Those cases hold that, in addition to the more familiar reasonable expectation of privacy test described above, a defendant can show Fourth Amendment standing if the government has committed a common law trespass as part of an investigation. But the recent vintage of those cases leaves us with few authorities interpreting them, and we do not have the benefit of the district court’s assessment.
All of that is to say that the question of Rodriguez’s standing is difficult. Admittedly, judges may not invoke judicial modesty to avoid difficult questions. But neither is it the role of the federal courts to answer legal questions unless specific cases need answers.
In keeping with that principle, we reserve for another day the theories of Fourth Amendment standing presented by Rodriguez; we turn instead to a question to which our precedents provide a more certain answer.
B. Protective sweep of vehicle
The protective sweep exception was first articulated in the vehicular context by the U.S. Supreme Court in Michigan v. Long, 463 U.S. 1032 (1983). The court allowed police to conduct an area search of the passenger compartment of a vehicle to uncover weapons, as long as they possess an articulable and objectively reasonable belief that the suspect is potentially dangerous.
Such searches are permissible even if a suspect has been removed from the vehicle—as long as he is not placed under arrest, he will be permitted to reenter his automobile, and he will then have access to any weapons inside. We said in Wallen that this applies even if the suspect has been handcuffed.
The protective sweep exception survived Gant, which addressed the related subject of searches of a vehicle incident to an arrest. Gant took a narrow view of the proper scope of such searches, but it preserved Long as a separate exception applying under additional circumstances when safety or evidentiary concerns demand.
Long searches are premised on the possibility that a suspect might return to a vehicle but Gant searches occur when a suspect is being placed under arrest and is therefore unlikely to return to the vehicle. Long’s roots lie not in the search incident to arrest exception but, instead, in the frame work established by Terry v. Ohio, 392 U.S. 1 (1968).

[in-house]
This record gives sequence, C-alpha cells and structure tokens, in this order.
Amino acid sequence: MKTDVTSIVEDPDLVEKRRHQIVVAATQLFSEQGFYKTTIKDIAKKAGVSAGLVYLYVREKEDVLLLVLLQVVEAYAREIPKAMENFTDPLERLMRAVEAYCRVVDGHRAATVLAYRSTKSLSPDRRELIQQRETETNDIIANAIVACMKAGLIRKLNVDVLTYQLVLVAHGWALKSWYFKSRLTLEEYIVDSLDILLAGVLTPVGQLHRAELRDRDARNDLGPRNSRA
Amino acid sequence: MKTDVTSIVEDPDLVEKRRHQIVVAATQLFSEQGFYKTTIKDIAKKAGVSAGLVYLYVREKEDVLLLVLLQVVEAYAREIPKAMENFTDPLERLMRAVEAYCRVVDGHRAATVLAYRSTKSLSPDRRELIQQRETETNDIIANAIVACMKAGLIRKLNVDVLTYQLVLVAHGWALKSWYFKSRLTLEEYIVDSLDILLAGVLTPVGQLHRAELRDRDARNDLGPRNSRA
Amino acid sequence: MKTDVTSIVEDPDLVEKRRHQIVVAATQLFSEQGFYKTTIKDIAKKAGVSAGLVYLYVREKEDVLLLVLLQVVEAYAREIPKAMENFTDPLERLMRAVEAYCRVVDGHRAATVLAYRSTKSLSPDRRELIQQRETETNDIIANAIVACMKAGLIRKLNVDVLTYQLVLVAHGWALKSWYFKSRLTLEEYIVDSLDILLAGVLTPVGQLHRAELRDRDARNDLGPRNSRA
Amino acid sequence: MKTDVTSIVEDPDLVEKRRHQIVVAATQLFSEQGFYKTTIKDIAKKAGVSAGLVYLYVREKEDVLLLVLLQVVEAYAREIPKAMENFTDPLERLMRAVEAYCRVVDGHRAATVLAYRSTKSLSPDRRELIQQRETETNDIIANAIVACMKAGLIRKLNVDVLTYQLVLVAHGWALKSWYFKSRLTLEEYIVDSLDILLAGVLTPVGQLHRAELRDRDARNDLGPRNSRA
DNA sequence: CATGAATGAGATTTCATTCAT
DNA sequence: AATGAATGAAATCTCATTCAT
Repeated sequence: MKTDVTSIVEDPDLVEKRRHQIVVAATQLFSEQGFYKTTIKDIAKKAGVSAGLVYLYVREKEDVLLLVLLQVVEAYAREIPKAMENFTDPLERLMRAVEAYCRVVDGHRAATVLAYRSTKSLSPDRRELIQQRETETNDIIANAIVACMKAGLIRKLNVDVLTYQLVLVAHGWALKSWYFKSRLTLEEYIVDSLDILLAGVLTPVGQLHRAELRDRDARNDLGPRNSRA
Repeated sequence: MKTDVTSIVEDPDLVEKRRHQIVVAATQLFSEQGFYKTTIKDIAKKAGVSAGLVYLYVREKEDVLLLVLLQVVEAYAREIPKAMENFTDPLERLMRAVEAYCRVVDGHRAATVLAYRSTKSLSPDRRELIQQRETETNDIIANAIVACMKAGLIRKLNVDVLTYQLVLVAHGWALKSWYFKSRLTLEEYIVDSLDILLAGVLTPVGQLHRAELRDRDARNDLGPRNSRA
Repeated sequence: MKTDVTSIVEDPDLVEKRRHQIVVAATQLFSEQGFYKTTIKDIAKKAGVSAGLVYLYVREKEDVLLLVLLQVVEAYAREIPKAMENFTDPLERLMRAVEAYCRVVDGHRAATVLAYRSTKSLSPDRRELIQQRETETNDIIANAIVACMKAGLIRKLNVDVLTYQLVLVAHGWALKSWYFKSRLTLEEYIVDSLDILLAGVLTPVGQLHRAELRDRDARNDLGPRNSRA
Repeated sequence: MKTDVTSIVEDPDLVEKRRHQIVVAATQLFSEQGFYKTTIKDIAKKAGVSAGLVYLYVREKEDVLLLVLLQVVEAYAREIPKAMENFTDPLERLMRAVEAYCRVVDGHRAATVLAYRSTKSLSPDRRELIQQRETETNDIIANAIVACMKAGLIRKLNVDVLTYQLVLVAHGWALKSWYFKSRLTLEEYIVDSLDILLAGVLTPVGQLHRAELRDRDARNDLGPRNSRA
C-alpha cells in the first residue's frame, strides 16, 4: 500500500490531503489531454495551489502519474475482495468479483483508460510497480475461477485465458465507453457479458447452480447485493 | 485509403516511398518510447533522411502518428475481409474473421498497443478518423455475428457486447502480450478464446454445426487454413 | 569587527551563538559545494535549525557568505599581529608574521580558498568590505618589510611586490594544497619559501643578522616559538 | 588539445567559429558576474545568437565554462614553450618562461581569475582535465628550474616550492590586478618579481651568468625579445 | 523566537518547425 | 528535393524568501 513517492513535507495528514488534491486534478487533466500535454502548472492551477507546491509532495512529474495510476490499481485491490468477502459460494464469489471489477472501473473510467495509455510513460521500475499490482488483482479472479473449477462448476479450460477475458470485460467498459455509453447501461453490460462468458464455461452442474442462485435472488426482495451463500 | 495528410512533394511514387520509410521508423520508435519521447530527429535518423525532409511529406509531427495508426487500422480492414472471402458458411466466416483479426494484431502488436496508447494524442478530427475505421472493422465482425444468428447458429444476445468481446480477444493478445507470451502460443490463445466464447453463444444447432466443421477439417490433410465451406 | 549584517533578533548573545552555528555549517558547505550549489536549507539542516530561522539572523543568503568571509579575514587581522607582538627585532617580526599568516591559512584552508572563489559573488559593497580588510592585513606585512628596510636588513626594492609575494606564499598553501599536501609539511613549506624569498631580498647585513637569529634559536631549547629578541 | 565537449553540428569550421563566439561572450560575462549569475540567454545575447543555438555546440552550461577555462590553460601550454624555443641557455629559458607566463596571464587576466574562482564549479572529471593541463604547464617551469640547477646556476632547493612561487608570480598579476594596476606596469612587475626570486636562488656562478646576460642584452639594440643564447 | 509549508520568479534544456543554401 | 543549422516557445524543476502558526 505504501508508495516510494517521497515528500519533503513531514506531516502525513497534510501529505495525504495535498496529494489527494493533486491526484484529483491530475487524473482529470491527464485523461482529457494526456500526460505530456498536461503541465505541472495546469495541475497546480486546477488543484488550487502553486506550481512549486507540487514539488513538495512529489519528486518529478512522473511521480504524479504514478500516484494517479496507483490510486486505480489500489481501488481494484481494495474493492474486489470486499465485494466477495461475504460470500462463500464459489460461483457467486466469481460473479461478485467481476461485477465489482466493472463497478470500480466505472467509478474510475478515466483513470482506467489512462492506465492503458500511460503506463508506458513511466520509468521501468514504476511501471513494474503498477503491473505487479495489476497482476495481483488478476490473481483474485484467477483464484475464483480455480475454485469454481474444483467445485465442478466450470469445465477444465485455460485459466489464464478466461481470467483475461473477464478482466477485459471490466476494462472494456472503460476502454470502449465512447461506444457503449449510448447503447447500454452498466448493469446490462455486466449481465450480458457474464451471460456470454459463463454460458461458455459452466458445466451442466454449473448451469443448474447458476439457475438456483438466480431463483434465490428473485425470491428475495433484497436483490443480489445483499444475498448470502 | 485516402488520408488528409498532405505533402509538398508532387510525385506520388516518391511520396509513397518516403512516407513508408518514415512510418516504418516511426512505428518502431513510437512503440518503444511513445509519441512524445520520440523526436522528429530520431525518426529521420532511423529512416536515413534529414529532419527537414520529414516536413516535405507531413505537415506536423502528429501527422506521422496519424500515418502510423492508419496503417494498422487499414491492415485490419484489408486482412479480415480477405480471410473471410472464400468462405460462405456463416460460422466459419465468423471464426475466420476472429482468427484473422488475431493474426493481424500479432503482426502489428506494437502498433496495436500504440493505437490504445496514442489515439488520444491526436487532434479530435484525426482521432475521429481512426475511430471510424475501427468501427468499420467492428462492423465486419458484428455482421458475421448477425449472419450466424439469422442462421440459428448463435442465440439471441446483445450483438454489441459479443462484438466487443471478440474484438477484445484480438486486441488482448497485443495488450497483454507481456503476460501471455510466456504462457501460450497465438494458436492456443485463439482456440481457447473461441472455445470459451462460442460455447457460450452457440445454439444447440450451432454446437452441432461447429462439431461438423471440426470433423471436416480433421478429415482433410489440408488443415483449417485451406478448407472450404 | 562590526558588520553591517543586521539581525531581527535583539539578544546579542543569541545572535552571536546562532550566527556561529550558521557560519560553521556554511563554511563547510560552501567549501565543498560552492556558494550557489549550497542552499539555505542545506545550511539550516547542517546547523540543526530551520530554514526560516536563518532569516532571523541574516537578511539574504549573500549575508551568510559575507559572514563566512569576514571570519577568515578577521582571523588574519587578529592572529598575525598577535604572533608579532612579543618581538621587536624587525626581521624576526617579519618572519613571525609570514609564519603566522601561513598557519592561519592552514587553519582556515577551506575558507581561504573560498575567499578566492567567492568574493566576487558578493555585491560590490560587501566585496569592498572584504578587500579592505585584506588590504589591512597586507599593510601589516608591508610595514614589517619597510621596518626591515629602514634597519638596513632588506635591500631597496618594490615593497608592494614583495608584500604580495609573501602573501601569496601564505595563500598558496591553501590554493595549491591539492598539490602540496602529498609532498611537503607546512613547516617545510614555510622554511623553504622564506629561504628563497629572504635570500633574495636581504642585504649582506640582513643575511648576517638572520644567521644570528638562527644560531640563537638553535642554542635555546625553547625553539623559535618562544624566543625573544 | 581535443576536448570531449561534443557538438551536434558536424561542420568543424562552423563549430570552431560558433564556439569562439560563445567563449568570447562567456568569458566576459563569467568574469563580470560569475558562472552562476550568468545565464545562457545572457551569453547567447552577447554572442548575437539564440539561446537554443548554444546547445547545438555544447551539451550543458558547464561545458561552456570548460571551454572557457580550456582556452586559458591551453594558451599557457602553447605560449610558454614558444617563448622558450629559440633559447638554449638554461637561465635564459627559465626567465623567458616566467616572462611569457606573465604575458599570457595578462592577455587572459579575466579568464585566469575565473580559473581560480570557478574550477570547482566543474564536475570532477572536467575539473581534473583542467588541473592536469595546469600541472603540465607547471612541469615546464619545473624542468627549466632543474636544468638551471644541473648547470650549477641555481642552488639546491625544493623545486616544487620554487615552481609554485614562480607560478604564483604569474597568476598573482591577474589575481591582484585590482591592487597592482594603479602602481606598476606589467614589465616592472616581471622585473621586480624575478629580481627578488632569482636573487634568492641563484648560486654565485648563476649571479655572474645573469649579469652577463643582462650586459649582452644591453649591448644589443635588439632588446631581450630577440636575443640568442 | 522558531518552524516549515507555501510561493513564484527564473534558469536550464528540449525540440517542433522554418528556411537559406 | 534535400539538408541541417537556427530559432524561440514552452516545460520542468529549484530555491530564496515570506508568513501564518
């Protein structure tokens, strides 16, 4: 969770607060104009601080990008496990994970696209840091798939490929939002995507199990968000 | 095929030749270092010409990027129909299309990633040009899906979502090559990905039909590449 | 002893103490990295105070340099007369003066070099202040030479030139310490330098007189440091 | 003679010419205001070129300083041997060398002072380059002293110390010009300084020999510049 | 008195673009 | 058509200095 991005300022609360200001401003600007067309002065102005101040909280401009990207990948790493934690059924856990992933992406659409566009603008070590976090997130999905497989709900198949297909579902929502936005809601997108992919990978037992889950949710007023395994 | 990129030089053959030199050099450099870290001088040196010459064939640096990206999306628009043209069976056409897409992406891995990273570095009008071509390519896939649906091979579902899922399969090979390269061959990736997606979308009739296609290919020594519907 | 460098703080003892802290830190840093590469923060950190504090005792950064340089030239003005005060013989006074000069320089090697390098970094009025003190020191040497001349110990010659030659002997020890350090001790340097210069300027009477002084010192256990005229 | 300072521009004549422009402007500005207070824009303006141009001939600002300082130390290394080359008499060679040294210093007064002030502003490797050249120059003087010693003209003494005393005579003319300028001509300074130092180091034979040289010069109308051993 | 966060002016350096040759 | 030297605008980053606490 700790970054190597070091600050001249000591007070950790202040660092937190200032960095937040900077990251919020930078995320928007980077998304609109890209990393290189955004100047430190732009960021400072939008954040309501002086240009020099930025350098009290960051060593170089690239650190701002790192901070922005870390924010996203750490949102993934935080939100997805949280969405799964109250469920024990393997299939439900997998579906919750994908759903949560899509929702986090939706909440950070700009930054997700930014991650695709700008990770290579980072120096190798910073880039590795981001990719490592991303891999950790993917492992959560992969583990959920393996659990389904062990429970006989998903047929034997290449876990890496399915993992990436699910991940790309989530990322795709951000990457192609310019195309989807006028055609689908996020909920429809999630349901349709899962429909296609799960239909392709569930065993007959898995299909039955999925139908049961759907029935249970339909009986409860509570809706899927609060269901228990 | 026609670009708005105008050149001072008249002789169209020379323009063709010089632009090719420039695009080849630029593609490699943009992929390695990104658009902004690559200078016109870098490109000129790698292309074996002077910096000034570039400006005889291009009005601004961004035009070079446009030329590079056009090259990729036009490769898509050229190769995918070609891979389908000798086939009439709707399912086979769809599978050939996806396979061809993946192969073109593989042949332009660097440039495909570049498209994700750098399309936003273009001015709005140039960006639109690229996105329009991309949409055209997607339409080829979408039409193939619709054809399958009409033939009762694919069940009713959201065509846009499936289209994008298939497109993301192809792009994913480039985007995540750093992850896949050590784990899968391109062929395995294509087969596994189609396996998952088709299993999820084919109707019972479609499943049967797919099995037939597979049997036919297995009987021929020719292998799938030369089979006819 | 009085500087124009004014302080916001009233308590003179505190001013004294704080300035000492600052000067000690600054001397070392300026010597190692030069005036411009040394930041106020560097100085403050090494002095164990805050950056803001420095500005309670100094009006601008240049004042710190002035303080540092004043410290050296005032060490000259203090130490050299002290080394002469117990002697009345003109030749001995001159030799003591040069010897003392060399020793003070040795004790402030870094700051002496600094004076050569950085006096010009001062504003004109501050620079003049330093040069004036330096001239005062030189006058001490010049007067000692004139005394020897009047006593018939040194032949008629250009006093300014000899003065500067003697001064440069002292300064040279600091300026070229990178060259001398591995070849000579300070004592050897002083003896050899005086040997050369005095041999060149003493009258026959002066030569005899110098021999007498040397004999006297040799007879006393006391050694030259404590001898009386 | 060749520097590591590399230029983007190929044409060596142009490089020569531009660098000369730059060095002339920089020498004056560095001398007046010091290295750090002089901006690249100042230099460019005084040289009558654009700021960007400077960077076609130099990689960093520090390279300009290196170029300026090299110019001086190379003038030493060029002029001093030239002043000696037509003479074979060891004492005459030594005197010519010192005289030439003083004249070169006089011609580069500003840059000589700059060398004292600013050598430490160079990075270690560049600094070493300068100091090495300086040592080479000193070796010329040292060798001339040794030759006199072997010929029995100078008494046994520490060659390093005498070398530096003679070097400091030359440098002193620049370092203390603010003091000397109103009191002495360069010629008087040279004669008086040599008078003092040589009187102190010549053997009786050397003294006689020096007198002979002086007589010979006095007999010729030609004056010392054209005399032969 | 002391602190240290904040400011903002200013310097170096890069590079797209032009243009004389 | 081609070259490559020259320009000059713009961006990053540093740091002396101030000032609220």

The officers did not arrest Rodriguez until they had discovered the gun. To be lawful, a search of his property would thus have to have been a Long search rather than a Gant search. For a Long search to be valid, an officer must have a reasonable suspicion that the person poses a danger and may gain immediate control of weapons. That suspicion must be based on specific and articulable facts.
We said in U.S. v. Colin, 928 F.2d 676 (5th Cir. 1991), that a person stooping down and moving from side to side in the front seat of an automobile may form the basis of a reasonable belief that he is armed and dangerous.
The officers observed both Rodriguez and the driver moving within their seats apparently in response to the presence of police. Rodriguez was shifting as if he was removing a jacket. That observation alone was in the direction of creating a reasonable suspicion that Rodriguez was concealing a weapon, thereby justifying a Long search before Rodriguez was released.
Additionally, the vehicle passed other driveways and stopped in an apartment complex associated with gang activity. Once within that complex, it continued to roll forward rather than stop immediately. The driver initially opened his door as the officers approached. All of those factors could have contributed to a reasonable belief on the part of the officers that they were in danger and could take steps to protect themselves.
Rodriguez could easily have returned to the car after the driver was arrested. He had only been detained, not arrested. Though police were later forced to impound the vehicle, at the time of the search they still hoped to release it to the driver’s wife. Until the gun was found, there was no reason to doubt that Rodriguez (though he did not have a driver’s license) would soon be allowed to return to the car as a passenger and drive away.
Rodriguez responds that by that point, the encounter between him and law enforcement would be over, obviating any concern for officer safety. But we said in Flowers that an encounter between civilians and law enforcement begins before, and thus can continue after, a suspect has been subjected to a search or seizure.
Long and its progeny are premised on the understanding that a police officer may still be in danger after a suspect is released and allowed to return to his car. Because the search was legal under Long, the question of standing is immaterial.
* The case did not provide any details on the issue with the statement.